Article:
San Diego almost always has beautiful weather, so it's hard to make excuses for them not filling their stadium every Sunday.
They filled their stadium at a rate of 92 percent, and they filled away stadiums at a rate of 92 percent, so, their season average is playing in front of stadiums about 92 percent full.
The Chargers drew an average of 64,294 fans per game.
Washington had a depressing season this year, with turbulence between their head coach and almost everyone on their team it seems, so it isn't too surprising that their fans got fed up with it.
They filled their stadium at a rate of 90.7 percent full, while on the road they had about 96 percent of the seats full to play to.
Their stadium is huge, so they drew an average of 74,609 paying customers per game, and averaged a 92.4 attendance rate on the year.
LeBron James may have taken his talents to South Beach, but that didn't help the Dolphins sell out games any.
The Dolphins filled their stadium to a rate of 90 percent full on the season, and 95 percent full on the road.
That brings them to an average of 92.7 percent full seats per game, and 67,315 people coming to see them per game.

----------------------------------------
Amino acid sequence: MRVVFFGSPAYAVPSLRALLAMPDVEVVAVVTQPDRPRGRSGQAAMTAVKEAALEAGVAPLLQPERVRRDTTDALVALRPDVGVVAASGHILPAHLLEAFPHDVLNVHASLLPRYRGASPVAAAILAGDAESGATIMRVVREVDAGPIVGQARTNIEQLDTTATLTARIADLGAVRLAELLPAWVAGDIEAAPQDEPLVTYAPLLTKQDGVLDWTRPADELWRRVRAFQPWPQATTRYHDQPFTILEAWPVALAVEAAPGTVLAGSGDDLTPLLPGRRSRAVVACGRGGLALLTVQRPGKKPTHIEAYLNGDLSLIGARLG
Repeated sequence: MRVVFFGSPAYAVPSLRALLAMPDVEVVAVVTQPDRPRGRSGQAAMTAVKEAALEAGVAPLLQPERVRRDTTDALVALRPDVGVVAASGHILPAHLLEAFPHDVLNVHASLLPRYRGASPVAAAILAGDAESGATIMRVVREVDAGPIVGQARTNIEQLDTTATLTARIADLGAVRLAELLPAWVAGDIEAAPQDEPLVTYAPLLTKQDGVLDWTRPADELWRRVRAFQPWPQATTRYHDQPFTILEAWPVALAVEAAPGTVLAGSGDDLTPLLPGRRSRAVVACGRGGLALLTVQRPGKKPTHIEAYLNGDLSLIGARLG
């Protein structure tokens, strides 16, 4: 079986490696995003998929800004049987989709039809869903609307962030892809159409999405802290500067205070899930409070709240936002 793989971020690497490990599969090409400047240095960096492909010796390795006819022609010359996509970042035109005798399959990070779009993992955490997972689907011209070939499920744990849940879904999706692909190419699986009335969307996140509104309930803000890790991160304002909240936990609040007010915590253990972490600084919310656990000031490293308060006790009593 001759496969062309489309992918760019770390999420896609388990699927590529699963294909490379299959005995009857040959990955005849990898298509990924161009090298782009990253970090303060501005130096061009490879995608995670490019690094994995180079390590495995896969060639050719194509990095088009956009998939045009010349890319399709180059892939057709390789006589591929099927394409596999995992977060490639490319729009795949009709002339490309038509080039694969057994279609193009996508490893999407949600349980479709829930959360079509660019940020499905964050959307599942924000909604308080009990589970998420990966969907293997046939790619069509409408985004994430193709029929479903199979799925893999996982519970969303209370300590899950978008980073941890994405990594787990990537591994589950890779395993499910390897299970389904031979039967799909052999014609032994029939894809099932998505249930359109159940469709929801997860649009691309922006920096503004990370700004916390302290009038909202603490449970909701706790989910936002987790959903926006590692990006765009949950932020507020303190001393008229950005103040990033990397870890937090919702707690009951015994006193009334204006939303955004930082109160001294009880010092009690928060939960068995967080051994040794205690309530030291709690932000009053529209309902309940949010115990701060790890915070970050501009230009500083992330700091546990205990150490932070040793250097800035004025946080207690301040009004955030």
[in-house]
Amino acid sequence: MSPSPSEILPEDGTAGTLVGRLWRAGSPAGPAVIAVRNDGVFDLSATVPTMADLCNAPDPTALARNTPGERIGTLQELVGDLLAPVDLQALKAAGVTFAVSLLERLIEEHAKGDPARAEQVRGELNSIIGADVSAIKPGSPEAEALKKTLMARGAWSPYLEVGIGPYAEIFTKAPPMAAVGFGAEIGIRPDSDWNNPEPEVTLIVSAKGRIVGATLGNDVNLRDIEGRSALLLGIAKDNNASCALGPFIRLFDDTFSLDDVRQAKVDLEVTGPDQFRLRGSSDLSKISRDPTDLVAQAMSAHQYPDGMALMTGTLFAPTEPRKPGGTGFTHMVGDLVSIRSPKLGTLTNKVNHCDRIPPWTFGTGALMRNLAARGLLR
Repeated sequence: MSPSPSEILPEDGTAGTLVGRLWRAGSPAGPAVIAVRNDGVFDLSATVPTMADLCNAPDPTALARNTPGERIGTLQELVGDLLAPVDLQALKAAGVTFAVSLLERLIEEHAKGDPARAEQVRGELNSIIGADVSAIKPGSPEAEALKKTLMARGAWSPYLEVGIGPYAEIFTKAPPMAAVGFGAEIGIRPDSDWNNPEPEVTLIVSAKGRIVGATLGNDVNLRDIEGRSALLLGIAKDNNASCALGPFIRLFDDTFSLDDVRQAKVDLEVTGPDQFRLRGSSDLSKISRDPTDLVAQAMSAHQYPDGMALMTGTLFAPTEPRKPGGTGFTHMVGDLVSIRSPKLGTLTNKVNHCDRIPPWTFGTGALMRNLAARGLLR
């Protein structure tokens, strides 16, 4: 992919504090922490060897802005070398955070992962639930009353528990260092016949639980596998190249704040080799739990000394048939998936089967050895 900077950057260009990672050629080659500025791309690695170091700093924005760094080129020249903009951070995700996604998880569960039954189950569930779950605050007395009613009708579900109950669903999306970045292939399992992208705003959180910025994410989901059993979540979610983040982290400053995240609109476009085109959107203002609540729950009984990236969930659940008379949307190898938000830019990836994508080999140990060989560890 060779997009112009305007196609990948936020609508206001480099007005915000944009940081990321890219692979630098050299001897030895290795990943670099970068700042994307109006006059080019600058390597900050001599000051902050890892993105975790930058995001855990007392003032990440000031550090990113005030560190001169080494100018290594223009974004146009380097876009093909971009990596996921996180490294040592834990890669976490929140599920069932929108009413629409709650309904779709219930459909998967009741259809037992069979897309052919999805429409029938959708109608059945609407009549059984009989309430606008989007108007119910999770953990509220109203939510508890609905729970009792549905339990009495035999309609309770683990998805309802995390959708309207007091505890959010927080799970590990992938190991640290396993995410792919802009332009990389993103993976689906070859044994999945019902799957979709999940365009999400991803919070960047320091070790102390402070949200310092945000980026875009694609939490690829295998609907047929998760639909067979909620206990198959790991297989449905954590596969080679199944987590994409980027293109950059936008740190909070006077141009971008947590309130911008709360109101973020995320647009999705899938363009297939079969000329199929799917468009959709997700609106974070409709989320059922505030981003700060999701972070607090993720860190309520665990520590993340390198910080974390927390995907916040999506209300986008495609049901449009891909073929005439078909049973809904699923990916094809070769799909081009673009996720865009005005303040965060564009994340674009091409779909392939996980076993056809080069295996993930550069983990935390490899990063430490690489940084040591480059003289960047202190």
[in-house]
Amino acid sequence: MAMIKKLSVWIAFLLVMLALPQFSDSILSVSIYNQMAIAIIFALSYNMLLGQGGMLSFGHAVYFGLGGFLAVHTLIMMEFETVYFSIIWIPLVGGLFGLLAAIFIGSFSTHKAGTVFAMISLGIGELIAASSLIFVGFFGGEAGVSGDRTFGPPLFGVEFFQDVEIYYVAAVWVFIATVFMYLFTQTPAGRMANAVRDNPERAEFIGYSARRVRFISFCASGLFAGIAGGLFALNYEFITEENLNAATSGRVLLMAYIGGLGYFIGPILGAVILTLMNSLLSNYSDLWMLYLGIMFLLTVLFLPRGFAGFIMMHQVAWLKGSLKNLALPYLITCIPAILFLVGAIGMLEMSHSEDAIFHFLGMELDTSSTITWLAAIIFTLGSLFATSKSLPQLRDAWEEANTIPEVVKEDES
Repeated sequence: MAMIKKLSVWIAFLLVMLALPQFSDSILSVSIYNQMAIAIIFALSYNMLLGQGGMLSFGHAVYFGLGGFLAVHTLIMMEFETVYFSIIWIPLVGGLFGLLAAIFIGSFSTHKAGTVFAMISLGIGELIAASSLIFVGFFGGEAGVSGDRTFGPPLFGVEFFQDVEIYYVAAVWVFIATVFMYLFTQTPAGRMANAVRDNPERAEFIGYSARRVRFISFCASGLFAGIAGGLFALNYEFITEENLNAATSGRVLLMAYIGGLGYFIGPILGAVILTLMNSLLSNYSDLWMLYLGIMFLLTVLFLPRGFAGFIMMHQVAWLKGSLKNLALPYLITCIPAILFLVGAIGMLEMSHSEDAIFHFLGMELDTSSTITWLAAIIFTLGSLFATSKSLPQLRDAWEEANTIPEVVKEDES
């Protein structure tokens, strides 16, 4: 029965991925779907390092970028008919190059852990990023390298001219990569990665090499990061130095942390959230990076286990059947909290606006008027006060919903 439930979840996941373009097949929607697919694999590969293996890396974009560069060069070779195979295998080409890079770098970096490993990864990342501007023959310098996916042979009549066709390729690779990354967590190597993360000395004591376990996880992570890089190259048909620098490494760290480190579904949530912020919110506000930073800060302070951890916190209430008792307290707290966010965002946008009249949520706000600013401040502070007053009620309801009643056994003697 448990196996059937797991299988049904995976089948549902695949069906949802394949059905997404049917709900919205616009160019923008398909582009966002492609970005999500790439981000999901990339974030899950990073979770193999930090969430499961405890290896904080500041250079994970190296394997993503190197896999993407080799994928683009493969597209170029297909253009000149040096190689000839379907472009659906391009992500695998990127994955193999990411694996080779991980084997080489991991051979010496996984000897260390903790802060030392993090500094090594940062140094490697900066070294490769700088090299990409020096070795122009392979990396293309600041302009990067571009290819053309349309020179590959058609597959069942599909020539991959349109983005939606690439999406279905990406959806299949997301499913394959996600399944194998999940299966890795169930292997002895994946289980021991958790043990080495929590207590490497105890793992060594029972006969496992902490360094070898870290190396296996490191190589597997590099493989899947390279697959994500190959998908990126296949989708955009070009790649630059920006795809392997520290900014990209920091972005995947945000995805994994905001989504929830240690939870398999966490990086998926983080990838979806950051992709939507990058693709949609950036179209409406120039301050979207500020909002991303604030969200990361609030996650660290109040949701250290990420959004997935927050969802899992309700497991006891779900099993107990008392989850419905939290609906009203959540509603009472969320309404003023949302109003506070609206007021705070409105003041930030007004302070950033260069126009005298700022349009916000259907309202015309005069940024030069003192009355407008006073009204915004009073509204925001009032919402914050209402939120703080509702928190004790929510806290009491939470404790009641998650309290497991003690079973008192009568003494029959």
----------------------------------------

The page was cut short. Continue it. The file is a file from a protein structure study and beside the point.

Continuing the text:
Seattle is capable of creating a small earthquake when they are at home, but they were not a huge draw on the road.
Seattle sold out every game this season, as people can't seem to stay away from the beautiful and unique Qwest Field.
However, on the road, people only came out to watch them at a rate of 88 percent per game, to bring their numbers down a bit.
Overall, the Seahawks averaged 63,092 customers per game, and filled out stadiums to the tune of 94 percent full per game.
The Carolina Panthers had one of the ugliest seasons in recent memory, but their home crowd still wanted to see them.
They filled their arena nearly all the way full every Sunday, with a 98.4 home attendance rate this season, compared to a rate of 89.5 percent on the road.
Carolina ended up drawing 67,806 fans per game which equated to just over 94 percent full stadiums per game.